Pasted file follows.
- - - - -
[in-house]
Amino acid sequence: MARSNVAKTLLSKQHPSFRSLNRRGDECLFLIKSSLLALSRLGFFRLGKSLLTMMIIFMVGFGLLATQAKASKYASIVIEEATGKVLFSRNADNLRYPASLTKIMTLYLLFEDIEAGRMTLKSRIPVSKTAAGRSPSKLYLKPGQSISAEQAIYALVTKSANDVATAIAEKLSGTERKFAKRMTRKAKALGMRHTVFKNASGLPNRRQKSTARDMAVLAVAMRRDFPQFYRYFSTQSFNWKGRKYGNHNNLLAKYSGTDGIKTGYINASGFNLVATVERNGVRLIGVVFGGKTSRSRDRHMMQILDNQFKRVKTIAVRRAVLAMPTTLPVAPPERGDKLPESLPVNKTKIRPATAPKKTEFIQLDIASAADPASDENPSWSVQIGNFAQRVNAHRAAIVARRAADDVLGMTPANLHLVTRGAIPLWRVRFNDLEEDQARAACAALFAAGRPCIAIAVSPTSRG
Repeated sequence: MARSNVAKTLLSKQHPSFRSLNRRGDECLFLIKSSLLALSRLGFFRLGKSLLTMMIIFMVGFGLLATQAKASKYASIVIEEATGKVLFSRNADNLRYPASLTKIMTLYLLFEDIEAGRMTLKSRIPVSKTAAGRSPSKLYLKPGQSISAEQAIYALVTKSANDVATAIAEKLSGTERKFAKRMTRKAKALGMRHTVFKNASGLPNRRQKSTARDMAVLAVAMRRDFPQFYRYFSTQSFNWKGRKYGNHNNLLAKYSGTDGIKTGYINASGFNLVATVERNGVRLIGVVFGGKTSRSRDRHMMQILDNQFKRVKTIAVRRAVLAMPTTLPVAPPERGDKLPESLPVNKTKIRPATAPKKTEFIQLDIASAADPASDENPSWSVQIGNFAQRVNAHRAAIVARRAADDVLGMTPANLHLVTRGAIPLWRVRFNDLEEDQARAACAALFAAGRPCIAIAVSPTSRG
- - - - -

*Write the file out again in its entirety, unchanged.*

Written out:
[in-house]
Amino acid sequence: MARSNVAKTLLSKQHPSFRSLNRRGDECLFLIKSSLLALSRLGFFRLGKSLLTMMIIFMVGFGLLATQAKASKYASIVIEEATGKVLFSRNADNLRYPASLTKIMTLYLLFEDIEAGRMTLKSRIPVSKTAAGRSPSKLYLKPGQSISAEQAIYALVTKSANDVATAIAEKLSGTERKFAKRMTRKAKALGMRHTVFKNASGLPNRRQKSTARDMAVLAVAMRRDFPQFYRYFSTQSFNWKGRKYGNHNNLLAKYSGTDGIKTGYINASGFNLVATVERNGVRLIGVVFGGKTSRSRDRHMMQILDNQFKRVKTIAVRRAVLAMPTTLPVAPPERGDKLPESLPVNKTKIRPATAPKKTEFIQLDIASAADPASDENPSWSVQIGNFAQRVNAHRAAIVARRAADDVLGMTPANLHLVTRGAIPLWRVRFNDLEEDQARAACAALFAAGRPCIAIAVSPTSRG
Repeated sequence: MARSNVAKTLLSKQHPSFRSLNRRGDECLFLIKSSLLALSRLGFFRLGKSLLTMMIIFMVGFGLLATQAKASKYASIVIEEATGKVLFSRNADNLRYPASLTKIMTLYLLFEDIEAGRMTLKSRIPVSKTAAGRSPSKLYLKPGQSISAEQAIYALVTKSANDVATAIAEKLSGTERKFAKRMTRKAKALGMRHTVFKNASGLPNRRQKSTARDMAVLAVAMRRDFPQFYRYFSTQSFNWKGRKYGNHNNLLAKYSGTDGIKTGYINASGFNLVATVERNGVRLIGVVFGGKTSRSRDRHMMQILDNQFKRVKTIAVRRAVLAMPTTLPVAPPERGDKLPESLPVNKTKIRPATAPKKTEFIQLDIASAADPASDENPSWSVQIGNFAQRVNAHRAAIVARRAADDVLGMTPANLHLVTRGAIPLWRVRFNDLEEDQARAACAALFAAGRPCIAIAVSPTSRG